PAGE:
The numbers of a common, damaging pest in Arkansas row crops have surged in the last several weeks.
Bollworms, a moth caterpillar, are typically found in cotton, soybean and corn crops. The insect emerges as a moth in mid-May and then spreads its larva onto crops, according to farmprogress.com. Hungry bollworms can damage soybean pods, corn ears and cotton bolls and squares.
Yields can be diminished as a result of bollworm damage.
Surveillance done by Cooperative Extension Service County agents around the state has found bollworm numbers up significantly when compared to 2021. Each year, agents post traps, and each month, they count the trapped insects as an indicator of what pests local farmers might expect to see in their fields.
“These bollworm numbers have exploded it seems in the past two or three weeks,” said John David Farabough, Desha County extension agent for the University of Arkansas System Division of Agriculture. “I have traps spread from north to south borders in Desha County and all are running high numbers for this time of year.”
“Normally, at this time of year, I’m running 100 to 200 moths per trap per week,” he said. ”Now, weekly trap counts are running 500 to 800 moths per trap per week.”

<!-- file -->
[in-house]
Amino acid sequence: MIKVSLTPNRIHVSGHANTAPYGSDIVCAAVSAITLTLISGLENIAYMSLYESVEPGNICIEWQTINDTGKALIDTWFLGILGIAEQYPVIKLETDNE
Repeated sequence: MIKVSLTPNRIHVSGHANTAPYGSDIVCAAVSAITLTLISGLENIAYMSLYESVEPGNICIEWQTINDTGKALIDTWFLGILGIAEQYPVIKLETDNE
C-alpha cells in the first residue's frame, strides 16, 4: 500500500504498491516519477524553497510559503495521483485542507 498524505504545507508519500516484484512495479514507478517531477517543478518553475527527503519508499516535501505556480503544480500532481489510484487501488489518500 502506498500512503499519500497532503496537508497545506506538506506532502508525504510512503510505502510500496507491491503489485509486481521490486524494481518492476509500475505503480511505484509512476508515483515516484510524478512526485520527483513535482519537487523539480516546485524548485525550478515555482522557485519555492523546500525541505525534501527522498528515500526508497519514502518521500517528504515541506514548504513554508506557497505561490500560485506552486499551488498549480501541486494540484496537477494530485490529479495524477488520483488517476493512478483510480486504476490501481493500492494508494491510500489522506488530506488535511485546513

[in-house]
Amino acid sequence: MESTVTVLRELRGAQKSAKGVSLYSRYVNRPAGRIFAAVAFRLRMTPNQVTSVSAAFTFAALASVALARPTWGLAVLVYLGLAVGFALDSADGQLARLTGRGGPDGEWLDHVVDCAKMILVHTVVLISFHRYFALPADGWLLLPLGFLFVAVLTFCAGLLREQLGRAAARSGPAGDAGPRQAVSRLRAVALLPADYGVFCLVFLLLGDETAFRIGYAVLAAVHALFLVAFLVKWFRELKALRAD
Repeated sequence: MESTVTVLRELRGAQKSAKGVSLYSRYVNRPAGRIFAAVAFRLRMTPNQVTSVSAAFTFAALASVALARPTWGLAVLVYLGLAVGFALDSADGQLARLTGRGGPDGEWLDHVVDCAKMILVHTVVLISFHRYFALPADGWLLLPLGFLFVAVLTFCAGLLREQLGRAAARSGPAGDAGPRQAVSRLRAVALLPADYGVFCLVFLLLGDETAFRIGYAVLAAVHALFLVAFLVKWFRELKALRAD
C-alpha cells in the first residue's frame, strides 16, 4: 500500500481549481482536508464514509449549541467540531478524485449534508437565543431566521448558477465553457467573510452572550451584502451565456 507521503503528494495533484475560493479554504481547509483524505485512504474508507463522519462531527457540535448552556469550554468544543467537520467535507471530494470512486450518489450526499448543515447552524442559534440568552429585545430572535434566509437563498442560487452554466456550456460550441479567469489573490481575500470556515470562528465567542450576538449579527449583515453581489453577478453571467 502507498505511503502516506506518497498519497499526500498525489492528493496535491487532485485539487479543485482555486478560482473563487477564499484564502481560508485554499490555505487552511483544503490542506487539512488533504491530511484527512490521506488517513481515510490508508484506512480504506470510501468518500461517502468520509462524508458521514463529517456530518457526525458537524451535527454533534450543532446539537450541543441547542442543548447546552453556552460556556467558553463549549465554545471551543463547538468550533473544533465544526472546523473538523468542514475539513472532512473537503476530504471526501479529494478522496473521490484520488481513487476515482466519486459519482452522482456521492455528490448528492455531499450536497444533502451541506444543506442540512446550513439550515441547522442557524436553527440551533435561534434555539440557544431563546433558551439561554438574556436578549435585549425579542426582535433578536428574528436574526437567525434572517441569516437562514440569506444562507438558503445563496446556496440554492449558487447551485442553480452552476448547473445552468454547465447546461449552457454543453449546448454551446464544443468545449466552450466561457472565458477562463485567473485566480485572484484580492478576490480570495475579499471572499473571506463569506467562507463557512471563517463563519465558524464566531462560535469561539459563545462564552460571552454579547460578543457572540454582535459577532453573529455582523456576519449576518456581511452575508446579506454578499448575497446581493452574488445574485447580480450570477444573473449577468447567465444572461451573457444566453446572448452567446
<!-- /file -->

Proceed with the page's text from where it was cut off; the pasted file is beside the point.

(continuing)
Farabough said he typically doesn’t see these numbers until late July or early August “when the corn in the area is drying out and then moths move into soybeans.”
“We are experiencing a pretty big bollworm flight. It does appear to be higher trap catches than what we were seeing at this time last year,” said Glenn Studebaker, extension entomologist and integrated pest management coordinator for the Division of Agriculture.
“We are seeing them primarily in soybean and grain sorghum right now, but I expect we will begin to see significant populations in cotton as well,” he said. “Growers need to be diligent in scouting susceptible crops for bollworm at this time.”
Studebaker said some areas are seeing more than 2,000 moths per seven-day catch.
“Reports are coming in of bollworms being found in flowering soybeans,” he said. “Some are picking up six to eight worms per 25 sweep samples in R2 soybeans.”
R2 is a reproductive stage at which soybeans are in full flower.
“Growers are encouraged to keep watch for bollworm larvae in susceptible crops such as soybean, grain sorghum or cotton,” Studebaker said. “It is likely with such high moth catches that we will see increased numbers in these crops.”
Insecticides can be used to control bollworm populations, but it can be costly for farmers and it can cause other issues. Bollworm populations can be controlled to a degree by natural predators, but insecticides can impact this natural control.
Maintaining water levels in crops can also help to stem the number of bollworms, but recent hot and dry weather throughout the Arkansas Delta can make this more problematic.
Parts or all of four counties in northern Arkansas – Fulton, Sharp, Randolph and Clay – have been classified as in stage one drought by the National Weather Service. Virtually every other county in the Delta, including Craighead, Crittenden Greene, Lawrence, Mississippi and Poinsett counties are classified in the abnormally dry range, according to NWS.
Little rain is projected to fall in the region during the next week.